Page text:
6. The Horror at 37,000 Feet
In this post-Professor credit from 1973, Johnson was part of the flight crew of a transatlantic redeye with a medieval church altar in the hold, possessed of demonic forces. Johnson's role is on the small side, but significant and heroic.
This hilarious TV-movie has a cast that can't be beat: along with Johnson, there's Buddy Ebsen, Chuck Connors, Roy "The Invaders" Thinnes, Tammy Grimes, Jane Merrow, Paul "Wrath of Khan" Winfield, France "Elaan of Troyius" Nuyen, and best of all William Shatner as the bitter lush of a lapsed priest struggling with his faith. The finale, in which Shatner confronts the druidical evil, features some of his ripest histrionics since "Turnabout Intruder." It's way overdue for a DVD release.
5. Beyond Westworld
Even a lot of fairly hardcore geeks probably don't remember that there was an attempt at a TV series derived from Michael Crichton's 1973 favorite Westworld and its 1976 sequel Futureworld. This 1980 effort from CBS had a premise similar to The Invaders, with a mad scientist replacing real folks with robot replicas.
It lasted five episodes, of which only three were aired in the initial run. But right there in the final episode is Johnson, as a sinister robot scientist. George Takei is in it, too.
4. Gilligan's Planet
A sci-fi "reboot," long before that term existed, of Gilligan's Island set on a distant planet hardly needs more than the description to prove its nerd cred. In this 1982 version, which followed an earlier cartoon and such notorious TV reunion movies as The Harlem Globetrotters on Gilligan's Island, The Professor decides, one might say, to take the long way home: Instead of just fixing and re-launching the Minnow, he freakin' builds a spaceship - "It's crude, but it could fly" - and after an abortive cosmic voyage the castaways wind up re-marooned on another world and have close encounters with bizarre alien creatures.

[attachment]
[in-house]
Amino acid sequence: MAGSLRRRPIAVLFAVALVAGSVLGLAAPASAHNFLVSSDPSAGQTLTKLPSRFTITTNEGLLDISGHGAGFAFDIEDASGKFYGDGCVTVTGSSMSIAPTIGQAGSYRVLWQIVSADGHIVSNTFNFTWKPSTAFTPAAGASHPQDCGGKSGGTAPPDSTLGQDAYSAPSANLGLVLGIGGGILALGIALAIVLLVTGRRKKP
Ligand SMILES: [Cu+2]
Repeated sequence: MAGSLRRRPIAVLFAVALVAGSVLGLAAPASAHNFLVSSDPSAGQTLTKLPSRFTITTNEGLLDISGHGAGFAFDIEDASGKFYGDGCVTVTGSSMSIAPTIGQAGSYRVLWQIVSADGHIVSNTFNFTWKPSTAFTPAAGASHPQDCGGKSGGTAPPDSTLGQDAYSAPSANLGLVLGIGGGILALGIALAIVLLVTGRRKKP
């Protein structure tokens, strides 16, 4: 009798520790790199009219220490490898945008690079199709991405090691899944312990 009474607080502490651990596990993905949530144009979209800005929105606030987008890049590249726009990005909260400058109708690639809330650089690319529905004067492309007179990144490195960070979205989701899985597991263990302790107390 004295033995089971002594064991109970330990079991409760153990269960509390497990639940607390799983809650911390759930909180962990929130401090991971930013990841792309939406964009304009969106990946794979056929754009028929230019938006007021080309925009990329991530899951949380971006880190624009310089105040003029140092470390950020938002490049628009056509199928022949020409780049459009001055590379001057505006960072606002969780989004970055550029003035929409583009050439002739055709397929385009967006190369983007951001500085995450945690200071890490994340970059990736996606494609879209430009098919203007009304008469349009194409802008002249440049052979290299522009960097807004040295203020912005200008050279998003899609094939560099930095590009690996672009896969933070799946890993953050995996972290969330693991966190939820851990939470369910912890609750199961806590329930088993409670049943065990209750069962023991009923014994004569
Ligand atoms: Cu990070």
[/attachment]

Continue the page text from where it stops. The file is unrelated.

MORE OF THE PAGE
The original cast returned to reprise their roles, with the exception of Tina Louise, so Dawn Wells did double duty as Ginger and Mary Ann. Johnson's Professor can be heard, with the rest, reciting the opening ballad.
3. The Professor, by Exclusive Premiere
If you must have The Prof in three dimensions, be prepared to dig into your wallet a bit. This 2007 action figure from Exclusive Premiere - Gilligan and The Skipper were also produced - can cost you as much as $45 bucks on Amazon.
It is, at least, a pretty good likeness.
One of Johnson's last acting jobs was lending his stentorian tones to this 1996 game, a sequel to Fury3. His role was that of the authority figure who sends the player on his mission into the cosmos, piloting the title ship (presumably named for the large, ill-tempered, fisherman-vexing salamander common to North American streams), to blast the lethal Bions into what dreams may come.
This character is referred to, by the way, as "General Cho" on the game's imdb cast list, but refers to himself in the intro as "Ambassador Cho." Perhaps at that point in the future, soldiering and diplomacy have become a single gig.
1. Gilligan's Wake
Probably the strangest and most obsessively geeky version of Johnson's character, however, is The Professor as he's seen in Tom Carson's 2003 novel, a take on the 20th Century viewed with various levels of jaundice through the eyes of the Seven Stranded Castaways.
The novel is broken into seven chapters, each a monologue by one of the Gilligan characters: The Skipper recounts his experiences in command of a PT Boat in WWII South Pacific, for instance, where he hangs out with McHale, Jack Kennedy and Richard Nixon, while Thurston Howell gets Alger Hiss his job with the Department of Agriculture. Howell's beloved "Lovey" palled around in her younger days with a post-Gatsby Daisy Buchanan, and so forth.
As for The Professor, he was of course a veteran of Los Alamos. From there, the priapic Prof becomes a Roy Cohn crony and weaves his way, like an amoral Forrest Gump, through just about every American covert shenanigan of the postwar period.
The book (available on Kindle, by the way) is a stunt, of course, and way too cute for its own good. But there are many passages of fine, even moving writing in every chapter, each of which has its own idiomatic style. Most importantly, Mason, in common with millions of Boomer-era kids, understands something that disgusted TV critics of the "vast wasteland" school never looked close enough to get: that for all the undeniable corniness of the acting, and for all the simple idiocy of the writing, there's still something primal, allegorical, almost Jungian about Gilligan's Island that sticks in the mind, almost as firmly as the lyrics to its theme song.
Previously by M.V. Moorhead: